10 Careers Where Women Have the Pay Advantage
Have you ever wondered why men earn more money than women? That's not always the case, according to Dr. Warren Farrell, bestselling author and gender issues expert, who says in some fields, women bring home a bigger paycheck than men. If you think men always earn more than women, you're wrong. That's according to a book by Farrell, titled 'Why Men Earn More: The Startling Truth Behind the Pay Gap -- and What Women Can Do About It,' which says women in certain fields earn more than men.
According to Farrell's Web site, the book "documents why the pay gap is not about discrimination but about 25 differences between men and women's work-life decisions." It also strives to help women achieve higher pay and understand the tradeoffs involved -- and whether they're worth it. Based on median salary numbers from the Bureau of Labor and Statistics, the book identifies a number of careers where women earn more than men, explaining, "when women's pay is significantly greater than men's, it can be in male-dominated fields, female-dominated fields, or well-integrated fields." Some positions where women tend to earn more than men include sales engineers, automotive service technicians and mechanics, financial analysts, human resources assistants and advertising and promotions managers. Farrell says there are various reasons why women have a pay advantage in these jobs.
As sales engineers, women earn median pay of $89,908, while men earn $62,660. Female sales engineers often have more access, particularly if buyers are men, because "the average man would rather be sold to by a woman than by a man," Farrell explains. Women also tend to outpace men verbally, and they're usually very good with details and following up, he notes, which enhances their performance.
Mechanics and Automotive Service Technicians
Because so few women work as automotive service technicians and mechanics, those who do are "pioneers," Farrell says, "and whenever people break traditional roles, the people who do the role-breaking tend to be highly motivated and good ... They make more because they are so good, and because people like going to a woman because it's a novelty." In these positions, women earn median pay of $40,664; the median for men is $31,460.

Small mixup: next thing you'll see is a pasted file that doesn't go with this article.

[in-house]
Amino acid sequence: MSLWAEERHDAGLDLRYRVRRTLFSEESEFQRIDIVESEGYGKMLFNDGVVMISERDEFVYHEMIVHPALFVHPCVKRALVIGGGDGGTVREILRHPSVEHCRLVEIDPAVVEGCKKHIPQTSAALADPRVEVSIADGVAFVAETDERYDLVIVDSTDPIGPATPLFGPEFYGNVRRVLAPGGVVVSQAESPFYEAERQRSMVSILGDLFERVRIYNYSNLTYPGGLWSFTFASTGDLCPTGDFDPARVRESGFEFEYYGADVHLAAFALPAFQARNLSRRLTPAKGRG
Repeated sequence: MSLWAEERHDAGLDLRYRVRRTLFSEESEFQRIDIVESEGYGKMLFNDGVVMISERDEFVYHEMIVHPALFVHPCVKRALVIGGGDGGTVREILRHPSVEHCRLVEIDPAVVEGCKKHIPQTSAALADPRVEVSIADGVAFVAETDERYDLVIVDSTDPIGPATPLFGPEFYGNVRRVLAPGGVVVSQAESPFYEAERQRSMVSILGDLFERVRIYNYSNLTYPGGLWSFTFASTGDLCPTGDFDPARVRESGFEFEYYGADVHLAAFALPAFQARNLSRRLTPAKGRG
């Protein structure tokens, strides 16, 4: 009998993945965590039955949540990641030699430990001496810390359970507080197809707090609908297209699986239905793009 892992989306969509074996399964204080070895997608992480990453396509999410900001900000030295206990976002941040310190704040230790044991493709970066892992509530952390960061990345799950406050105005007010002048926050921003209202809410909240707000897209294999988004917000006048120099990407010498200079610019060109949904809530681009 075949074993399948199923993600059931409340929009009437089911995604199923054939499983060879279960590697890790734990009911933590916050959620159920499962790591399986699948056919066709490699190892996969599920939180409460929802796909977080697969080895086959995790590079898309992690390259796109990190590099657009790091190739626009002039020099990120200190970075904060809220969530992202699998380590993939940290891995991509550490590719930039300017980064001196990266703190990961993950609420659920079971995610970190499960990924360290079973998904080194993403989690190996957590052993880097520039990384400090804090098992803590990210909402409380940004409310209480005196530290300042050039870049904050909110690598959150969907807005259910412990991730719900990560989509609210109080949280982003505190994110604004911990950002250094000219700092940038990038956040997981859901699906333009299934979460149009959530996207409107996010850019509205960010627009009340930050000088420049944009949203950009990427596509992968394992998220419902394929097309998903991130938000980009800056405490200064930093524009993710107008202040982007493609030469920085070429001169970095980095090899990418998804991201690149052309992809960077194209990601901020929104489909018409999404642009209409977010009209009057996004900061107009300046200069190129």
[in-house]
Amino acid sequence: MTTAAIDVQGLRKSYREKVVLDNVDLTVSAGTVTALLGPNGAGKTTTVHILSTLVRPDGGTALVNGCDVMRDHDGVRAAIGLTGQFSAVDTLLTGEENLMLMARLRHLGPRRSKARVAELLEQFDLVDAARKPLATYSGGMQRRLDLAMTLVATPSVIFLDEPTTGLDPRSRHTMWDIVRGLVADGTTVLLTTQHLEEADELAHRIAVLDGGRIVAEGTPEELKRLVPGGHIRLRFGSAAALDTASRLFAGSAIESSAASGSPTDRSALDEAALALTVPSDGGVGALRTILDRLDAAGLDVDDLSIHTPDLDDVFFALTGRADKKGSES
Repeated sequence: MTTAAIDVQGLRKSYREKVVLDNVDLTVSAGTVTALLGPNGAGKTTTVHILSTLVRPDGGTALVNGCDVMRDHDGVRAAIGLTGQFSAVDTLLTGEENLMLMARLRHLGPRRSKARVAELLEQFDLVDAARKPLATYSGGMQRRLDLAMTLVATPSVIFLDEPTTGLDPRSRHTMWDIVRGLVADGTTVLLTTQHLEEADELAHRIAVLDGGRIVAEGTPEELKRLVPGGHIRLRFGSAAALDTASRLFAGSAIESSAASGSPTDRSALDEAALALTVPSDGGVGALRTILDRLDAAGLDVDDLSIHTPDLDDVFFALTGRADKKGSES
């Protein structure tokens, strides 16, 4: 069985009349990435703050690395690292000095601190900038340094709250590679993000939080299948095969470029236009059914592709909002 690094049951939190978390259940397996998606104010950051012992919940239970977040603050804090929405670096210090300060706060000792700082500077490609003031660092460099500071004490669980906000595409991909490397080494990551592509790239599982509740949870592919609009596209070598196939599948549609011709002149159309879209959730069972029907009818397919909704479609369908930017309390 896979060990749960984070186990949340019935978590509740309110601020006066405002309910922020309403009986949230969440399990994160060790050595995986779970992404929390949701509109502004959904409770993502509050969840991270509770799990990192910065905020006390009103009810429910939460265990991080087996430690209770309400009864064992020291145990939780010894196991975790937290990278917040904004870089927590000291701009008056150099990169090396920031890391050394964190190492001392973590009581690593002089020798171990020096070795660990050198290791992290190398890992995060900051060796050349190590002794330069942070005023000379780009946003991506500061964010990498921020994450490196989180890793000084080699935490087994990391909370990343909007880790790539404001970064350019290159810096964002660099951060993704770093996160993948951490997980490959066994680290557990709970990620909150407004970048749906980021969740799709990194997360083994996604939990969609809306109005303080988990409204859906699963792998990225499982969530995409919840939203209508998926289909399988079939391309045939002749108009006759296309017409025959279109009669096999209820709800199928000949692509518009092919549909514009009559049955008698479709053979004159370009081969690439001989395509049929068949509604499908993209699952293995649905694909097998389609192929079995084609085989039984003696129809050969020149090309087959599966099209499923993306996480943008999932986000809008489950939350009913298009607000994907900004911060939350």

Female financial analysts earn a median pay of $69,004 while men are at $58,604. Women tend to excel whenever a field such as this requires technical skills plus the ability to communicate and pay attention to details, Farrell explains. "Add to this the fact that top-level executive males would prefer to be presented to by a woman than by a man ... and also that female financial analysts are in shorter supply ... and you have a blend of characteristics that are likely to make a female financial analyst, on average, more valued," he says.
Why Men Earn More Money Than Women Overall
Farrell's book also examines why men earn more money than women on a broader scale, and suggests men are more likely to make sacrifices leading to increased earnings. Women interested in boosting their income might consider some of these sacrifices, he says. "Put in the hours. People who work 44 hours per week make twice as much as those working 34 hours. That's 33 percent more work for 100 percent more pay, which makes it cost-efficient to hire out cleaning, errands, etc.," Farrell explains on his website. Among the big differences between women's and men's work choices, he says, are that "women as a rule don't work as many hours because their obligations tend to be more divided. They like to fulfill their home obligations. And second, they tend to work less in the evenings and on weekends, and tend to move less for jobs." Other ways to get higher pay? Pick fields in technology or the hard sciences, relocate and/or travel for the job, and commute to jobs further away from home.
*From Why Men Earn More: An excerpt of Table 4, pgs. 12-13, titled '39 Fields in Which Women Earn at Least 5% More Than Men.' The data is based on figures from the Bureau of Labor Statistics. Kristina Cowan is the senior writer for the AOL Salary Center and PayScale.com. She has over 10 years of journalism experience, specializing in education and workforce issues. Copyright 2008 PayScale, Inc.